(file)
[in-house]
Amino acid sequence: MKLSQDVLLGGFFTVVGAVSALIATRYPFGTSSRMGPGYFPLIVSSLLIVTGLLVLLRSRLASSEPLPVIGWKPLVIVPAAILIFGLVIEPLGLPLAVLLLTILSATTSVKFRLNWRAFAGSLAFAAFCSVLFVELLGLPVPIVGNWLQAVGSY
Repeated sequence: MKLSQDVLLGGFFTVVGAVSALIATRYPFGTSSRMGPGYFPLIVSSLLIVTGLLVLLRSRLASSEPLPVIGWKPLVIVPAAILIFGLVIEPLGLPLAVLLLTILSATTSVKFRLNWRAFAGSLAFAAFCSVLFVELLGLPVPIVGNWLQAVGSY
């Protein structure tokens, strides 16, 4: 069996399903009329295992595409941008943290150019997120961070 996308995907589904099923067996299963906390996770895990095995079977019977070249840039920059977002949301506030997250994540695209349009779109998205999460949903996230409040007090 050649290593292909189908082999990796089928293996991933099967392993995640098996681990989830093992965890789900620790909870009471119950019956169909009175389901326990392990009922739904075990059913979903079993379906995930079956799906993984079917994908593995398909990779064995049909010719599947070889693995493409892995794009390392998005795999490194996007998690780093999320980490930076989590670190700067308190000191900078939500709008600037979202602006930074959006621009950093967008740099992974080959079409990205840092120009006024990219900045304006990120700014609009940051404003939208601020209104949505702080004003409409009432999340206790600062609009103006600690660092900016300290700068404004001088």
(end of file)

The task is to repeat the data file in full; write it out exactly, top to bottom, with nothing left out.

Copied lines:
[in-house]
Amino acid sequence: MKLSQDVLLGGFFTVVGAVSALIATRYPFGTSSRMGPGYFPLIVSSLLIVTGLLVLLRSRLASSEPLPVIGWKPLVIVPAAILIFGLVIEPLGLPLAVLLLTILSATTSVKFRLNWRAFAGSLAFAAFCSVLFVELLGLPVPIVGNWLQAVGSY
Repeated sequence: MKLSQDVLLGGFFTVVGAVSALIATRYPFGTSSRMGPGYFPLIVSSLLIVTGLLVLLRSRLASSEPLPVIGWKPLVIVPAAILIFGLVIEPLGLPLAVLLLTILSATTSVKFRLNWRAFAGSLAFAAFCSVLFVELLGLPVPIVGNWLQAVGSY
């Protein structure tokens, strides 16, 4: 069996399903009329295992595409941008943290150019997120961070 996308995907589904099923067996299963906390996770895990095995079977019977070249840039920059977002949301506030997250994540695209349009779109998205999460949903996230409040007090 050649290593292909189908082999990796089928293996991933099967392993995640098996681990989830093992965890789900620790909870009471119950019956169909009175389901326990392990009922739904075990059913979903079993379906995930079956799906993984079917994908593995398909990779064995049909010719599947070889693995493409892995794009390392998005795999490194996007998690780093999320980490930076989590670190700067308190000191900078939500709008600037979202602006930074959006621009950093967008740099992974080959079409990205840092120009006024990219900045304006990120700014609009940051404003939208601020209104949505702080004003409409009432999340206790600062609009103006600690660092900016300290700068404004001088």